QUESTION: Just to follow up on this, I'm wondering in terms of defining unauthorized access, so when an employee accesses a file every time, do they need to put in a note of why they're accessing it, or how do you know that -- how does the flag go up? I mean, how do you know that the access was not authorized?

MR. MCCORMACK: Well, again, for these files that are flagged, any time there is an access to those flagged files, a report is generated. And that report goes to a supervisor who can determine either for -- either through their own means that, yes, this person was supposed to be working on that file or they go talk to the person or go talk to their supervisor. In some way, they determine whether or not that person had a legitimate work-related reason to be accessing that file. And if it's found that they don't have a legitimate reason, then we proceed down the line all the way to the point of possible termination of employment.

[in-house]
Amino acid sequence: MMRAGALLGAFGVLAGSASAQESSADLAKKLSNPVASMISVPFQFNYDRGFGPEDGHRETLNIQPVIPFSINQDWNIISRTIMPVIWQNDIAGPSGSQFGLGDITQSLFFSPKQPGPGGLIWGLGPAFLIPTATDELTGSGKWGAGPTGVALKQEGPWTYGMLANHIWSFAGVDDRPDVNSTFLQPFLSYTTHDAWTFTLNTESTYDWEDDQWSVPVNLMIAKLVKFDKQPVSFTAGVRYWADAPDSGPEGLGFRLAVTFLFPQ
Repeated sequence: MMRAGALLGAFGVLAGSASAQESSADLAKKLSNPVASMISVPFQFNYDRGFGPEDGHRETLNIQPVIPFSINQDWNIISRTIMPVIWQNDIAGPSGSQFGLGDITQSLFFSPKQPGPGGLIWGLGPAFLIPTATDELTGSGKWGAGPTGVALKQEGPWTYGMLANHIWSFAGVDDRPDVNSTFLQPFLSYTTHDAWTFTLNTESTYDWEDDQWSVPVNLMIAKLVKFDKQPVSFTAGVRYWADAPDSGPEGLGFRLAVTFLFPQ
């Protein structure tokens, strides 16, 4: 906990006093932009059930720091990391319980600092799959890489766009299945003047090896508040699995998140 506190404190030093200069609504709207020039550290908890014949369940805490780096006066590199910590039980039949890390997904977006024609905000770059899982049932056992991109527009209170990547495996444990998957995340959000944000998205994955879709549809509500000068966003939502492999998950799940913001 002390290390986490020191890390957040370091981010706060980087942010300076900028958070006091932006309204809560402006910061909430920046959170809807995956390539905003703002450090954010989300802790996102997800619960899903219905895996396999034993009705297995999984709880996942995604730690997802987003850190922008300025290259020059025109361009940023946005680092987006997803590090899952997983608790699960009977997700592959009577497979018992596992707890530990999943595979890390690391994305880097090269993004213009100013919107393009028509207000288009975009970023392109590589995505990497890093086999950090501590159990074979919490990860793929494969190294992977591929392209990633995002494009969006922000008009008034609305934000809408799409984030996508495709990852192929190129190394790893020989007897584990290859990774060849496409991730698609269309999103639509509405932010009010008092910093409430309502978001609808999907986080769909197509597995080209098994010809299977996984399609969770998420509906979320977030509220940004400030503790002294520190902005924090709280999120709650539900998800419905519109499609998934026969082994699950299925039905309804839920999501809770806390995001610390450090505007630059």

QUESTION: All right. And also, the Secretary said upstairs that, to her knowledge, senior management had not been notified. Do you know how high did people in the chain know about the incident? Because someone knew, but she said it was at senior management.

MR. MCCORMACK: Right. It's at the office director level for all -- for the three incidents with respect to Senator Obama. With respect to the other two, I have to do some research. But again, these are things that just came to light and came to -- and about which senior management only became aware today.

QUESTION: Well, if it was right, that means the Passport Office?

MR. MCCORMACK: Yeah, in the Passport -- the Office of Passport Services. So there are obviously --

QUESTION: Different locations, right.

MR. MCCORMACK: -- numerous offices there and there are numerous locations as well, but at the office director level.

Yeah.

QUESTION: And their officers -- so that was a State Department employee? That was not a contractor person; that was an employee of the State -- the manager -- the supervisor?

MR. MCCORMACK: Ultimately, it did come -- yes, yes.

Glenn.